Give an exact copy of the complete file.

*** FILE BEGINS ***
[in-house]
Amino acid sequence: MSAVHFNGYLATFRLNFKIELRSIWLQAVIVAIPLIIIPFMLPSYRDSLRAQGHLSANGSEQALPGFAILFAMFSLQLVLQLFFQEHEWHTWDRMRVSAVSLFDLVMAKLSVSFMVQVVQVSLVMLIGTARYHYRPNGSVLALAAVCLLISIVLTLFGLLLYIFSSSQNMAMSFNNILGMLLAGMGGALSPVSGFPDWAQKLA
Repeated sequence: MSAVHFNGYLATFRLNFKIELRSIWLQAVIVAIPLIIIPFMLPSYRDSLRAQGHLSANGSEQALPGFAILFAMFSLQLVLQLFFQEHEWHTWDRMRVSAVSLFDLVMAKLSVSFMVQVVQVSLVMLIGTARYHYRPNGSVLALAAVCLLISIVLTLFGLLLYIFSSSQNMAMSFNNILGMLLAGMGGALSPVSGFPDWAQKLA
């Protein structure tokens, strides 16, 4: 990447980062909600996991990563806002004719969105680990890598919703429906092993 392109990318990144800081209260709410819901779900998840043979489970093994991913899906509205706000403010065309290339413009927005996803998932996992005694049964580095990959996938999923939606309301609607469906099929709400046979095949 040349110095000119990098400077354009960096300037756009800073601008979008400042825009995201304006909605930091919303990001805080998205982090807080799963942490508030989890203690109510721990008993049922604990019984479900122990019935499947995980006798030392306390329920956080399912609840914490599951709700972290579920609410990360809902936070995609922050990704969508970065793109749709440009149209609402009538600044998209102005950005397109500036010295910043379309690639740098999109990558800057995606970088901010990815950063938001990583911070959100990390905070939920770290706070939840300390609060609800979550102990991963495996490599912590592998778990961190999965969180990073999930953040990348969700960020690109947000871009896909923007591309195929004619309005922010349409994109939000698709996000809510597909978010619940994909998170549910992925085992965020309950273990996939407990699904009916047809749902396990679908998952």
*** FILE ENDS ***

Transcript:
[in-house]
Amino acid sequence: MSAVHFNGYLATFRLNFKIELRSIWLQAVIVAIPLIIIPFMLPSYRDSLRAQGHLSANGSEQALPGFAILFAMFSLQLVLQLFFQEHEWHTWDRMRVSAVSLFDLVMAKLSVSFMVQVVQVSLVMLIGTARYHYRPNGSVLALAAVCLLISIVLTLFGLLLYIFSSSQNMAMSFNNILGMLLAGMGGALSPVSGFPDWAQKLA
Repeated sequence: MSAVHFNGYLATFRLNFKIELRSIWLQAVIVAIPLIIIPFMLPSYRDSLRAQGHLSANGSEQALPGFAILFAMFSLQLVLQLFFQEHEWHTWDRMRVSAVSLFDLVMAKLSVSFMVQVVQVSLVMLIGTARYHYRPNGSVLALAAVCLLISIVLTLFGLLLYIFSSSQNMAMSFNNILGMLLAGMGGALSPVSGFPDWAQKLA
């Protein structure tokens, strides 16, 4: 990447980062909600996991990563806002004719969105680990890598919703429906092993 392109990318990144800081209260709410819901779900998840043979489970093994991913899906509205706000403010065309290339413009927005996803998932996992005694049964580095990959996938999923939606309301609607469906099929709400046979095949 040349110095000119990098400077354009960096300037756009800073601008979008400042825009995201304006909605930091919303990001805080998205982090807080799963942490508030989890203690109510721990008993049922604990019984479900122990019935499947995980006798030392306390329920956080399912609840914490599951709700972290579920609410990360809902936070995609922050990704969508970065793109749709440009149209609402009538600044998209102005950005397109500036010295910043379309690639740098999109990558800057995606970088901010990815950063938001990583911070959100990390905070939920770290706070939840300390609060609800979550102990991963495996490599912590592998778990961190999965969180990073999930953040990348969700960020690109947000871009896909923007591309195929004619309005922010349409994109939000698709996000809510597909978010619940994909998170549910992925085992965020309950273990996939407990699904009916047809749902396990679908998952």